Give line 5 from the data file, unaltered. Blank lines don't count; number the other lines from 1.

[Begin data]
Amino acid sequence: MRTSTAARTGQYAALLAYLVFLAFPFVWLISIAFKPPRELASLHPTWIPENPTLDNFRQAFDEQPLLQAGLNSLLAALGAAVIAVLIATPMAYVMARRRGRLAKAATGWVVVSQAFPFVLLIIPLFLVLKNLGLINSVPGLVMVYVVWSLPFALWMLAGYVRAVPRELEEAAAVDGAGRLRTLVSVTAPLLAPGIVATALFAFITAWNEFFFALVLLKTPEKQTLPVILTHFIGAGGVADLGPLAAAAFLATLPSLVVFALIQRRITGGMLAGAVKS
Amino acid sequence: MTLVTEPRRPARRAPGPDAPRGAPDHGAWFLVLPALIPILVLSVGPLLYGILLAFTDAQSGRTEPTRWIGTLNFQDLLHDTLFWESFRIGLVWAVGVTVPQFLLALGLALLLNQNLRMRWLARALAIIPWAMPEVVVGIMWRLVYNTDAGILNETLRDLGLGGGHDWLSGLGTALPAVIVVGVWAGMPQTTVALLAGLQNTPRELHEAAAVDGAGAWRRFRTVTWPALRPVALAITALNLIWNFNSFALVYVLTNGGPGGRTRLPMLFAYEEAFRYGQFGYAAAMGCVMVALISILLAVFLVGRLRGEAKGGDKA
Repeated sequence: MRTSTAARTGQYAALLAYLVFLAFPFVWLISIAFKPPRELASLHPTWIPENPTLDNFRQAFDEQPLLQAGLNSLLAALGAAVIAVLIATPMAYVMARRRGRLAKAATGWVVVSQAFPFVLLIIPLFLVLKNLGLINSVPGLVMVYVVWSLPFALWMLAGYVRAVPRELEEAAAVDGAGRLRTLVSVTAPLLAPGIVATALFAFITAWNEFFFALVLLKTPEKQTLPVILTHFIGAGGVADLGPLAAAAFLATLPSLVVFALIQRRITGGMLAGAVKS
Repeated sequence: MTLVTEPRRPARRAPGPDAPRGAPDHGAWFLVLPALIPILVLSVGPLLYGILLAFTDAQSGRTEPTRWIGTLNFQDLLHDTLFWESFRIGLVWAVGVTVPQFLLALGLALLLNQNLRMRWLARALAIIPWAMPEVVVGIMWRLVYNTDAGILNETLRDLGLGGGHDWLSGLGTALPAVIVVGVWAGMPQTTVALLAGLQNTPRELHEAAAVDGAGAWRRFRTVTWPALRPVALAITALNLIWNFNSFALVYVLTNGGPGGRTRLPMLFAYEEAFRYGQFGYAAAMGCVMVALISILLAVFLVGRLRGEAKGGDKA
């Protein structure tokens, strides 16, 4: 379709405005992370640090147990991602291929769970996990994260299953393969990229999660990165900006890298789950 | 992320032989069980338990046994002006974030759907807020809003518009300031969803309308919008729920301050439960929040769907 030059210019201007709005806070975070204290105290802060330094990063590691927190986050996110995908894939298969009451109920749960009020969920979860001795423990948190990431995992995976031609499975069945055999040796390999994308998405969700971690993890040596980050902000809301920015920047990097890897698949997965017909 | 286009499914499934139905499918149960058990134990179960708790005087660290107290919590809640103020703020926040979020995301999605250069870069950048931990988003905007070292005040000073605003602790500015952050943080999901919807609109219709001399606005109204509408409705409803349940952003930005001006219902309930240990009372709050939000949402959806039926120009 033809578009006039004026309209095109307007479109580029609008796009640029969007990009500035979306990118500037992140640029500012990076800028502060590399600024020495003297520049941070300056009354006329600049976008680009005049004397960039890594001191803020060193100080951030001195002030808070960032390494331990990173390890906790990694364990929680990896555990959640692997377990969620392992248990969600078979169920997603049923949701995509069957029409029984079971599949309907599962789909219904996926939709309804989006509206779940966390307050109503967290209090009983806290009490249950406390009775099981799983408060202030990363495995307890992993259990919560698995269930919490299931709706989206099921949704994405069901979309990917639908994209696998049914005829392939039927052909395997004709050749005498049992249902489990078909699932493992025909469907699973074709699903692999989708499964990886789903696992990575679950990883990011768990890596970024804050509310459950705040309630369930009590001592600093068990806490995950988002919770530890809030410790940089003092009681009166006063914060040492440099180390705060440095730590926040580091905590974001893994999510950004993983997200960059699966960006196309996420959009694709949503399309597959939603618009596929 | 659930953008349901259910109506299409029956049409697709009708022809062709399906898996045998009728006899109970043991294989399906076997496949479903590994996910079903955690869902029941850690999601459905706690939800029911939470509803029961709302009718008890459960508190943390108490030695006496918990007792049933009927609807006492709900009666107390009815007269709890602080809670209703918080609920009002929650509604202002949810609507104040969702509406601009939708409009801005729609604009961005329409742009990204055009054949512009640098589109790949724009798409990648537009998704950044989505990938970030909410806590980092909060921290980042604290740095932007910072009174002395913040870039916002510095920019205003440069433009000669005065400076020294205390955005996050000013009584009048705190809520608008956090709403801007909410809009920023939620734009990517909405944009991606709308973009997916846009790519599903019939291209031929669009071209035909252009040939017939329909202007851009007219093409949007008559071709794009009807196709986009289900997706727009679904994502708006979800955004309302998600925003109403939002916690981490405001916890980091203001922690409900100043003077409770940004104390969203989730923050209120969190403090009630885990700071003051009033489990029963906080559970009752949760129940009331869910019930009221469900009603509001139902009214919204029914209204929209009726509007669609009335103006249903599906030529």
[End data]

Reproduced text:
């Protein structure tokens, strides 16, 4: 379709405005992370640090147990991602291929769970996990994260299953393969990229999660990165900006890298789950 | 992320032989069980338990046994002006974030759907807020809003518009300031969803309308919008729920301050439960929040769907 030059210019201007709005806070975070204290105290802060330094990063590691927190986050996110995908894939298969009451109920749960009020969920979860001795423990948190990431995992995976031609499975069945055999040796390999994308998405969700971690993890040596980050902000809301920015920047990097890897698949997965017909 | 286009499914499934139905499918149960058990134990179960708790005087660290107290919590809640103020703020926040979020995301999605250069870069950048931990988003905007070292005040000073605003602790500015952050943080999901919807609109219709001399606005109204509408409705409803349940952003930005001006219902309930240990009372709050939000949402959806039926120009 033809578009006039004026309209095109307007479109580029609008796009640029969007990009500035979306990118500037992140640029500012990076800028502060590399600024020495003297520049941070300056009354006329600049976008680009005049004397960039890594001191803020060193100080951030001195002030808070960032390494331990990173390890906790990694364990929680990896555990959640692997377990969620392992248990969600078979169920997603049923949701995509069957029409029984079971599949309907599962789909219904996926939709309804989006509206779940966390307050109503967290209090009983806290009490249950406390009775099981799983408060202030990363495995307890992993259990919560698995269930919490299931709706989206099921949704994405069901979309990917639908994209696998049914005829392939039927052909395997004709050749005498049992249902489990078909699932493992025909469907699973074709699903692999989708499964990886789903696992990575679950990883990011768990890596970024804050509310459950705040309630369930009590001592600093068990806490995950988002919770530890809030410790940089003092009681009166006063914060040492440099180390705060440095730590926040580091905590974001893994999510950004993983997200960059699966960006196309996420959009694709949503399309597959939603618009596929 | 659930953008349901259910109506299409029956049409697709009708022809062709399906898996045998009728006899109970043991294989399906076997496949479903590994996910079903955690869902029941850690999601459905706690939800029911939470509803029961709302009718008890459960508190943390108490030695006496918990007792049933009927609807006492709900009666107390009815007269709890602080809670209703918080609920009002929650509604202002949810609507104040969702509406601009939708409009801005729609604009961005329409742009990204055009054949512009640098589109790949724009798409990648537009998704950044989505990938970030909410806590980092909060921290980042604290740095932007910072009174002395913040870039916002510095920019205003440069433009000669005065400076020294205390955005996050000013009584009048705190809520608008956090709403801007909410809009920023939620734009990517909405944009991606709308973009997916846009790519599903019939291209031929669009071209035909252009040939017939329909202007851009007219093409949007008559071709794009009807196709986009289900997706727009679904994502708006979800955004309302998600925003109403939002916690981490405001916890980091203001922690409900100043003077409770940004104390969203989730923050209120969190403090009630885990700071003051009033489990029963906080559970009752949760129940009331869910019930009221469900009603509001139902009214919204029914209204929209009726509007669609009335103006249903599906030529």